By Rick Schultz
Reading Fred Matheny’s detailed article on dealing with saddle discomfort, I would like to add a few things.
As a bike fitter, most of my client’s state that their number one issue is knee pain. Hands going numb, shoulder, neck pain is number two. Saddle pain is usually a distant third.
With that being said, saddle discomfort is still in the top three, and a minority of these clients also say they have been dealing with saddle sores.
Saddle discomfort can usually be traced to selecting the wrong saddle design for a particular riding style. For example, road cyclists sitting with their pelvis oriented more vertically will be placing more pressure on their Ischial Tuberosity requiring a slightly wider saddle. Road cyclists sitting with more anterior pelvic rotation will sit more on their pubic rami, requiring a saddle with a cutout. Making sure you are riding on a saddle that matches your specific riding orientation is the first thing that will help solve saddle discomfort. Amount of saddle padding should also be considered.
Now, onto the next topic!
With the amount of training and racing I used to do, I would get saddle sores all the time. Discussing this topic with many clients, one thing has been consistent – those who get saddle sores are always riding on the same saddle.
A given saddle might be comfortable but might not match your anatomy 100 percent. Where the saddle doesn’t match your anatomy, a hot-spot can appear that will sometimes turn into saddle sore(s).
Saddle Sore Mitigation
Testing a hypothesis, I prepped four different saddles and set them up the same via four bike fits. All the same height and same fore/aft position. When I feel saddle discomfort (potentially leading to a saddle sore), I switch out to saddle number two, which I ride for a few months until I feel a little discomfort then switch out to saddle number three, etc.
For the past many years, I experience very little saddle discomfort and have had zero saddle sores.
This is a trick that you might want to try as well. You could do this with as little as two saddles, but the minimum I would feel comfortable recommending is three. I just happen to have four saddles that fit me as well as four seat posts.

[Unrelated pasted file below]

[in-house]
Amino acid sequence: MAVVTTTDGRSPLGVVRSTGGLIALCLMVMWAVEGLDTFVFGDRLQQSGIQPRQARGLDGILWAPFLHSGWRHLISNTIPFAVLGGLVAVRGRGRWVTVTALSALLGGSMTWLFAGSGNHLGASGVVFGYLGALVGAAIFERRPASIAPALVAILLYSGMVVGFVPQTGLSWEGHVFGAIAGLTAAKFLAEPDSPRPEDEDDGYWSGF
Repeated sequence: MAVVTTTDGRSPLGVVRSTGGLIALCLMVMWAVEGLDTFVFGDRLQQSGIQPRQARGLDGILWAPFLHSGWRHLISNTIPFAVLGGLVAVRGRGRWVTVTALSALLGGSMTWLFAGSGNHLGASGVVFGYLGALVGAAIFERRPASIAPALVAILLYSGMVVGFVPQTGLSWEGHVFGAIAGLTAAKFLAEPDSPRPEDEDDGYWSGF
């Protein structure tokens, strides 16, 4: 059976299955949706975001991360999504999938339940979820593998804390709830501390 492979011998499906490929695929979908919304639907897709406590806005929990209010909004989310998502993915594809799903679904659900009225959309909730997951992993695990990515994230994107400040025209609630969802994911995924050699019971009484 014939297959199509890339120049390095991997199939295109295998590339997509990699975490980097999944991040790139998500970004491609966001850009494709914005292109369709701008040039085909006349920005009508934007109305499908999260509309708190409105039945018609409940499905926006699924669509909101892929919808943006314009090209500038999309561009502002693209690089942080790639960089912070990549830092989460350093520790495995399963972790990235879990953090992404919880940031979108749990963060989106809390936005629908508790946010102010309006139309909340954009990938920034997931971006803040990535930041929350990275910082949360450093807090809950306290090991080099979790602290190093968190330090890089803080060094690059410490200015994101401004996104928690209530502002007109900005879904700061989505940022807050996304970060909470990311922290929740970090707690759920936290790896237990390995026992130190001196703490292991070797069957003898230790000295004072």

FYI – the saddles I use are
- Selle SMP VT30C, can substitute the F30C as well. Close to the same saddle but with leather cover (F30C) vs synthetic cover (VT30C).
- Bontrager AJNA PRO
- Shimano Pro Stealth
- Specialized Romin Evo
Give this trick a try and let us know how it works.
Coach Rick Schultz is an avid cyclist who trains, races and coaches in Southern California. Rick is an engineer by trade, and in addition to being a coach, he’s a bike fitter and prolific product reviewer. He’s the author of Stretching & Core Strengthening for the Cyclist in the RBR eBookstore. Check his product reviews website, www.biketestreviews.com, and his coaching site, www.bikefitnesscoaching.com. Click to read Rick’s full bio.
Doug Kirk says
If it is your sit bones themselves or the skin directly over your sit bones that are the problem, and this has become chronic, take a look at the INFINITY saddle. It removes ALL pressure from that area. NOT cheap but a real difference maker. I’ve put at least 5000 miles on it and would not go back to a conventional saddle.
You DO have to make sure that the seams on your bike shorts do not sit under the area where your skin contacts the saddle, but it has Made an incredible difference for me and some other people I know.
I would really like to have Rick Schultz try out this saddle and post his results in road bike rider.
I have a theory about a possible cause of unexpected saddle-sores. I’ve known several bike riders who experienced severe saddle sores, usually on very long rides, when they have never had saddle sores before. This may be especially true when nothing has changed, no new saddles, no new clothing, etc. My theory is that when you last washed your biking shorts all of the detergent did not get rinsed completely out of the chamois. This may be because of overloading the washer, an inefficient rinse cycle, or just the luck of the draw. Either way, that detergent, once combined with the inevitable sweat, literally creates a caustic environment, very similar to sitting in a puddle of lye for a while., with pretty painful results. So, it’s probably not a bad idea to always do a second rinse when washing bike shorts.
Doug Kirk, Madison, WI says
I have a new hypothesis too. I was laid up for 6 months after surgery and gained 15#. My first couple of rides on the same bike, same B-17, same shorts, mild weather, and I got inflammation that I normally only get during long very hot rides. Bag balm on next couple of rides and and no problems now. Working on the weight issue…